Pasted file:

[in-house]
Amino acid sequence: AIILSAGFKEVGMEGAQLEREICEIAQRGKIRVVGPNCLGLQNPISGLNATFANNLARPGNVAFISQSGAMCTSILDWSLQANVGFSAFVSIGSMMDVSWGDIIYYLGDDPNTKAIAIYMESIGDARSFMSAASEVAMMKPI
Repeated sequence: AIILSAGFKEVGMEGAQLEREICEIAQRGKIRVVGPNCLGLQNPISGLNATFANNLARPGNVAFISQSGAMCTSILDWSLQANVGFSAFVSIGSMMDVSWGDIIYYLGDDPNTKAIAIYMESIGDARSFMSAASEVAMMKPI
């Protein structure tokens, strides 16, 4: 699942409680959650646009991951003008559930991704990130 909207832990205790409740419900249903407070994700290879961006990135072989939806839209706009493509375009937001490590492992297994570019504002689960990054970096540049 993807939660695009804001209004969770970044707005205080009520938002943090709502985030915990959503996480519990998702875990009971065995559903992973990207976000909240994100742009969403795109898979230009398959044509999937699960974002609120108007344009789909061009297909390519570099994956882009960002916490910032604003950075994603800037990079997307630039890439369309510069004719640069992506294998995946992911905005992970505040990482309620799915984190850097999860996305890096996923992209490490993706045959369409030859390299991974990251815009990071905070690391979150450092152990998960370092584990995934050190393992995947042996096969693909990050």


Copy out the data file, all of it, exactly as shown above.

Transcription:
[in-house]
Amino acid sequence: AIILSAGFKEVGMEGAQLEREICEIAQRGKIRVVGPNCLGLQNPISGLNATFANNLARPGNVAFISQSGAMCTSILDWSLQANVGFSAFVSIGSMMDVSWGDIIYYLGDDPNTKAIAIYMESIGDARSFMSAASEVAMMKPI
Repeated sequence: AIILSAGFKEVGMEGAQLEREICEIAQRGKIRVVGPNCLGLQNPISGLNATFANNLARPGNVAFISQSGAMCTSILDWSLQANVGFSAFVSIGSMMDVSWGDIIYYLGDDPNTKAIAIYMESIGDARSFMSAASEVAMMKPI
């Protein structure tokens, strides 16, 4: 699942409680959650646009991951003008559930991704990130 909207832990205790409740419900249903407070994700290879961006990135072989939806839209706009493509375009937001490590492992297994570019504002689960990054970096540049 993807939660695009804001209004969770970044707005205080009520938002943090709502985030915990959503996480519990998702875990009971065995559903992973990207976000909240994100742009969403795109898979230009398959044509999937699960974002609120108007344009789909061009297909390519570099994956882009960002916490910032604003950075994603800037990079997307630039890439369309510069004719640069992506294998995946992911905005992970505040990482309620799915984190850097999860996305890096996923992209490490993706045959369409030859390299991974990251815009990071905070690391979150450092152990998960370092584990995934050190393992995947042996096969693909990050």